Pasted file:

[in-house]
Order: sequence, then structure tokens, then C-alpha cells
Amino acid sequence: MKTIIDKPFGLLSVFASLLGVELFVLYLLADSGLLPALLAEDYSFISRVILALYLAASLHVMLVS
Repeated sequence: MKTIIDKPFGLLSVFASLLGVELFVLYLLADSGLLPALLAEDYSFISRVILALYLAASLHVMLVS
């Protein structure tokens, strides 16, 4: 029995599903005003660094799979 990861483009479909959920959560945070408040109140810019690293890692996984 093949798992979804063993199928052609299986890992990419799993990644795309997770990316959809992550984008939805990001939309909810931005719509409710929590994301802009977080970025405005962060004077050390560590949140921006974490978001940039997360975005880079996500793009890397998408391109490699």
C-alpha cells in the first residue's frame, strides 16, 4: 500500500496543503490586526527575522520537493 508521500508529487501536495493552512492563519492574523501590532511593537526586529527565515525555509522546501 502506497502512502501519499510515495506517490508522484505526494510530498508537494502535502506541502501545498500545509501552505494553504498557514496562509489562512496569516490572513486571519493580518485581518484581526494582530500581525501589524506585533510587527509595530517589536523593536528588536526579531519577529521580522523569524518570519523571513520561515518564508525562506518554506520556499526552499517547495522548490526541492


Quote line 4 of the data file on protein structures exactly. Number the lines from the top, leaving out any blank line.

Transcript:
Repeated sequence: MKTIIDKPFGLLSVFASLLGVELFVLYLLADSGLLPALLAEDYSFISRVILALYLAASLHVMLVS